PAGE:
Stochastic Evaluation of Capacity and Demand Management of the Airline Industry: The Case of Airlines of the AEA for Flights of Europe-Africa

Stochastic Evaluation of Capacity and Demand Management of the Airline Industry: The Case of Airlines of the AEA for Flights of Europe-Africa

Yohannes Yebabe Tesfay (Faculty of Economics, Informatics and Social Change, Molde University College, Molde, Norway & Raleigh-Durham International Airport, Raleigh, NC, USA)
DOI: 10.4018/IJAMSE.2016070101
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In the airline industry, the term load factor defined as the percentage of seats filled by revenue passengers and is used to measure efficiency and performance. This metric evaluates the airlines capacity and demand management. This paper applies stochastic models to analyse the load factor of the Association European Airlines (AEA) for flights of Europe - North Africa and Europe- Sub Saharan Africa. The estimation result prevails that the airlines have better demand management in the flights of Europe- Sub Saharan Africa than in the flight of Europe - North Africa. However, the capacity management of the airlines is poor for both regional flights. The autocorrelation structures for the load factor for both regional flights have both periodic and serial correlations. Consequently, the use of ordinal panel data models is inappropriate to capture the necessary variation of the load factor of the regional flights. Therefore, in order to control for the periodic autocorrelation, the author introduces dynamic time effects panel data regression model. Furthermore, in order to eliminate serial correlation the author applies the Prais–Winsten methodology to fit the model. Finally, the author builds realistic and robust forecasting model of the load factor of the Europe- North Africa and Europe-Sub Saharan Africa flights.
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1. Introduction

The yield, revenue per unit of output sold, is an extremely significant metric in the airline industry. By definition, it is only the mathematical outcome of two even more fundamental metrics: output sold and revenue earned. For more than five decades the yields across the industry as a whole has been in decline. The price stimulus from the decline accounts for a significant portion of the traffic growth achieved during the period (Netessine & Shumsky, 2002). Very broadly, yields will soften when:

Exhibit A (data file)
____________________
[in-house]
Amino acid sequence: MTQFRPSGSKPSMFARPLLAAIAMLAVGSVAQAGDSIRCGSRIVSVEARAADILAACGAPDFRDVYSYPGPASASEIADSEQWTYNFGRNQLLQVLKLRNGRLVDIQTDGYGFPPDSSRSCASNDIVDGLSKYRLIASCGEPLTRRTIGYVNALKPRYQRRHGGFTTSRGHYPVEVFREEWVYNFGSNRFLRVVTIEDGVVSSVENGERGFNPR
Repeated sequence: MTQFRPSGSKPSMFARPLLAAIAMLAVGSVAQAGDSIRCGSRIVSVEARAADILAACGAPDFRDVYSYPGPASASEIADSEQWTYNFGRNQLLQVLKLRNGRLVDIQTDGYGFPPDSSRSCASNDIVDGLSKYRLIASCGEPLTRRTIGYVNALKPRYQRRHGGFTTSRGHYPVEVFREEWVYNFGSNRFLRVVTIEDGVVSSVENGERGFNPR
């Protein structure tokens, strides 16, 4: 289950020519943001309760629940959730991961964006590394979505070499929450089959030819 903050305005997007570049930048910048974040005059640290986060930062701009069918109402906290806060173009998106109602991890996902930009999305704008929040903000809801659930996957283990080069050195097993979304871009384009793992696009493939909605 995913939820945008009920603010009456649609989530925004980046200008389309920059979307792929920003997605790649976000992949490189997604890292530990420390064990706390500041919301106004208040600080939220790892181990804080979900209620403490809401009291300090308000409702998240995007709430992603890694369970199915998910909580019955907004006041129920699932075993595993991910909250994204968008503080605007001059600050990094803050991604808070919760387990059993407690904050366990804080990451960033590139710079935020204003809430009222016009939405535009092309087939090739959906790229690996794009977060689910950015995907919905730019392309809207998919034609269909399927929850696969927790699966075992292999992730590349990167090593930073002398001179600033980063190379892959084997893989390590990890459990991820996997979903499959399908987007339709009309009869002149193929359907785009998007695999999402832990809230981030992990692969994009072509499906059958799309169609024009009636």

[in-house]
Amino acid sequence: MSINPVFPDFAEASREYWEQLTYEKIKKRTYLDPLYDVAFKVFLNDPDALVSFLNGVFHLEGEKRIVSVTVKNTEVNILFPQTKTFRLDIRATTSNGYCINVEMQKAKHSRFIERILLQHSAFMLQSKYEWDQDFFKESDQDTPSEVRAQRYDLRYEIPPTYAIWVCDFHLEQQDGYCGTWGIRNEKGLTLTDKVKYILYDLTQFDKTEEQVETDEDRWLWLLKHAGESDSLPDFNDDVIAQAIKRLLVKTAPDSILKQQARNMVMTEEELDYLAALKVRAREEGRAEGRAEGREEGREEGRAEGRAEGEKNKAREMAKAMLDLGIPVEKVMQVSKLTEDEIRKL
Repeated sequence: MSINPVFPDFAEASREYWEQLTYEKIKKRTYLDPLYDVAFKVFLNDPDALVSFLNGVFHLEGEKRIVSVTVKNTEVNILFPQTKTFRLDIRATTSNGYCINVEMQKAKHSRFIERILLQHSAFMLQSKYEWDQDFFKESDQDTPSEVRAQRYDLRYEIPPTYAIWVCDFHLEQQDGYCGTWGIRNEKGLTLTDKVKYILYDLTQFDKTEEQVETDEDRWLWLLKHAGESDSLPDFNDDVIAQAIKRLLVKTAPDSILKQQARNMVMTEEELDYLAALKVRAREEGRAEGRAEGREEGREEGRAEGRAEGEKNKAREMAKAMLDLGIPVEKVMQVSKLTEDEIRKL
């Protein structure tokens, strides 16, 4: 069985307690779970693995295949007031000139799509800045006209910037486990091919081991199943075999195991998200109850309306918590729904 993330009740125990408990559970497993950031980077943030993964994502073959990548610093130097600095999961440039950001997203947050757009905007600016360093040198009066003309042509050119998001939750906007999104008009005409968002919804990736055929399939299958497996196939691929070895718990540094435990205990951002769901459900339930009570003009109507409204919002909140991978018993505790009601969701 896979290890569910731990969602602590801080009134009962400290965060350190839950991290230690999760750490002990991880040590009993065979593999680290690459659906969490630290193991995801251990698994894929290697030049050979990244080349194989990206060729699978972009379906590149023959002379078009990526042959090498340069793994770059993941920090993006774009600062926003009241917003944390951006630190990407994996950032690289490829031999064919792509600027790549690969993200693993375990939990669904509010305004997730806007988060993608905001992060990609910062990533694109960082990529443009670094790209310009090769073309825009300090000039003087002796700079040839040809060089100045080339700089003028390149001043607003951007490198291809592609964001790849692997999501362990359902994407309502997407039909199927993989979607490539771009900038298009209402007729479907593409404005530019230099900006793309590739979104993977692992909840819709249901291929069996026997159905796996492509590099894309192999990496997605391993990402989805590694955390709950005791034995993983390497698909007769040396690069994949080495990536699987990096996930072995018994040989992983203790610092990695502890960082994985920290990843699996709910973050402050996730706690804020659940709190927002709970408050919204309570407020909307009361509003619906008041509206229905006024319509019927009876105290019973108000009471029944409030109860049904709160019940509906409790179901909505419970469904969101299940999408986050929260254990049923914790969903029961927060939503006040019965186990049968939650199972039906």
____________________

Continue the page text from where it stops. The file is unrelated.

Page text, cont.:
• 1.

    Traffic growth is flat or insufficient to absorb output growth (low prices are used to sustain load factors),

  • 2.

    Intense competition, lower prices, and yields will harden when:

    • a.

      Load factors are already high and output is growing no faster than traffic,

    • b.

      Traffic growth is outstripping growth in output and

    • c.

      Lower competition keeps prices unchanged.

The fact that traffic, load factor, and revenue (therefore yield) will all be affected by these type of adjustments illustrates how intimately connected the variables are – all within the context of available output (Talluri and Ryzin, 2001).

The paper’s main prominence is the airline industries load factors. The load factor measures the percentage of an airline´s output that has been sold – in effect, a measure of the extent to which supply and demand are balanced at prevailing price points. The achieved load factors for the industry conceal marked variations between different type of airline, with regional carriers at the lower end of the spectrum and charter airlines generally achieving higher load factors than scheduled carriers (Cross, 1997). The average load factor for any individual airline masks variations between different markets and cabins, with economy/coach achieving higher load factors because customers tend to book further in advance and expect lower levels of seat accessibility than is the case of premium cabins. It also conceals pronounced daily, weekly and – in particular – seasonal variations (Tesfay and Solibakke, 2015).

The load factors are mainly driven by six factors. The first driver is the industry’s output decisions relative to demand growth. The output growth must be brought into closer alignment with demand growth. The second driver is pricing. Fare reductions generally stimulate demand and, depending upon what decisions are taken with respect to output, generate higher load factors. The third driver is the traffic mix. Historically, the higher the proportion of business travellers carried by an airline, the lower the average seat factor. That is, the random element in demand for business travels (volatile) implies a lower average load factor in business and first class cabins (McGill & van Ryzin, 1999). The fourth factor is payment policies. A carrier taking non-refundable payment at the time of reservation is likely to have relatively fewer no-shows and a relatively higher seat factor than on selling a greater portion of tickets on a fully flexible basis. The fifth driver is commercial success. A success of product design, promotions, marketing communications, distributions, and service delivery will clearly influence current load factors. The sixth driver is revenue management. The effectiveness of revenue management systems (RMS) will influence load factors. The RMS capabilities – specifically, the refinement of demand forecasting tools – will contribute significantly (Marriott and Cross, 2000).

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